The environmental movement needs to diversify.
A recent study of environmental organizations casts a spotlight on this problem. “The current state of racial diversity in environmental organizations is troubling,” concludes the report by Professor Dorceta Taylor, who works at the University of Michigan’s School of Natural Resources and Environment.
“Despite the growth in the ethnic minority population in the U.S., the percentage of minorities on the boards or general staff of environmental organizations does not exceed 16 percent,” the report notes.
The findings, sadly, are not surprising. They are something that environmental justice activists have been aware for many decades. The mainstream environmental groups do not hire or promote enough minorities into leadership positions.
Therefore, we decided to create the California Latino Environmental Advocacy Network – CLEAN. It is the first Latino founded, led, statewide environmental non-profit. The California Latino Environmental Advocacy Network – CLEAN will help to bring awareness and consciousness regarding important environmental issues – throughout California.
Environmental protection is a life or death issue. CLEAN is needed because the areas most impacted by air, water, and toxics contamination take place in poor, minority communities who do not have enough money or political clout to fight back. Also, many of these community members do not realize that they are being poisoned on a daily basis. Many are getting asthma, cancer, and other illnesses due to contamination.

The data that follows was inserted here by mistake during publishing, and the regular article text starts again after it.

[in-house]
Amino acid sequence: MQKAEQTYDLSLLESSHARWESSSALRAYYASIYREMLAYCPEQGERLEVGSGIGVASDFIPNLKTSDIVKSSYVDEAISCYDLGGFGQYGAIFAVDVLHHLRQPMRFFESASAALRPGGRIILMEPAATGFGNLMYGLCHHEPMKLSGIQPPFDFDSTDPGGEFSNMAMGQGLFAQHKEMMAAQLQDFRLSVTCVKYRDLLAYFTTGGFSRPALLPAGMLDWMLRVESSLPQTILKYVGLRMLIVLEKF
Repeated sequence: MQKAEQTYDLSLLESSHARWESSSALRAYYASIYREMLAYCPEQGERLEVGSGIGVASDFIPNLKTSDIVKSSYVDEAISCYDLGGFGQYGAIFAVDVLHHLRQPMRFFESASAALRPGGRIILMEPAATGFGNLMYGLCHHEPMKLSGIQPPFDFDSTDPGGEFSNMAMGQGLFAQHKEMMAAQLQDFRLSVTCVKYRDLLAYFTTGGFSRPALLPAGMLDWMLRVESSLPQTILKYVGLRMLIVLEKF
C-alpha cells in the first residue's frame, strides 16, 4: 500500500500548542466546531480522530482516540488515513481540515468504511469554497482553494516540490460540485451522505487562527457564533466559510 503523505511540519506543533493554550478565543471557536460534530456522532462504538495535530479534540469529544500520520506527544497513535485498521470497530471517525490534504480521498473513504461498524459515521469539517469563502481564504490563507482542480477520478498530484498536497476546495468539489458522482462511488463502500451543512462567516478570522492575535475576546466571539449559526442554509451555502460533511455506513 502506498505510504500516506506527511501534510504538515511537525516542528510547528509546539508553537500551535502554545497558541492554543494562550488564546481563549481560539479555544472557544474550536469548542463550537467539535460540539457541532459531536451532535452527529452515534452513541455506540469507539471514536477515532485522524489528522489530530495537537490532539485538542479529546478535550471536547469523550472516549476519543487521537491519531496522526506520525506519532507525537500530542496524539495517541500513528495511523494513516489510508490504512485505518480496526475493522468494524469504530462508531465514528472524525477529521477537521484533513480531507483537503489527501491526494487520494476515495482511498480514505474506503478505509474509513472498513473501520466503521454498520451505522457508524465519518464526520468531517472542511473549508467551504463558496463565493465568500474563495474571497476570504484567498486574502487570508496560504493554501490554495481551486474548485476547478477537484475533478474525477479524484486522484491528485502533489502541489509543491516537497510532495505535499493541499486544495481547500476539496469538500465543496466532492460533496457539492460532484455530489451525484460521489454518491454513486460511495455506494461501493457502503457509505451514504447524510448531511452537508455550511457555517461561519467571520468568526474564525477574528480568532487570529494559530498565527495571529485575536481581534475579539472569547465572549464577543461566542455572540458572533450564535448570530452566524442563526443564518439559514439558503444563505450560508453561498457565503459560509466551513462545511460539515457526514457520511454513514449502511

This is exactly the case with the Exide Battery Recycling Plant located in Vernon, CA – where over 100,000 residents have been poisoned for over three decades. CLEAN has formally asked the California Environmental Protection Agency – Cal-EPA and U.S. EPA for this polluter to be shut down. A grand jury will determine the fate of Exide Battery Recycling Plant. Where have the environmental groups been when it comes to polluters such as Exide – who were given a free pass to continually contaminate for over three decades?
Also, it is fairly easy to see that the top environmental national groups have virtually no Latinos, African-Americans or Asians as CEO, president or executive director. Many of these environmental groups claim diversity by having one or two minorities on their board of directors. And some have hired a few minorities to be on staff.
But, as the report notes, “Once hired, ethnic minorities are concentrated in the lower ranks.”
The environmental movement needs to catch up with the demographic changes that have taken place throughout the United States. Too often, environmental groups base their hiring on insider contacts and friendships. Many times, the human resources directors or the hiring committees already know the person they want to hire. Many times, the interviews are a sham. They are just to check off the box that minorities were interviewed but did not meet the qualifications.
The environmental movement needs to be held accountable. Foundations and philanthropists that fund green groups must push them to diversify.
Many minorities are highly qualified. They have the academic, life experience and work experience to lead these major environmental groups.
The insider mentality needs to change.
No more excuses.
Randy Jurado Ertll, executive director of the recently established non-profit California Latino Environmental Advocacy Network – CLEAN www.cleannetwork.org.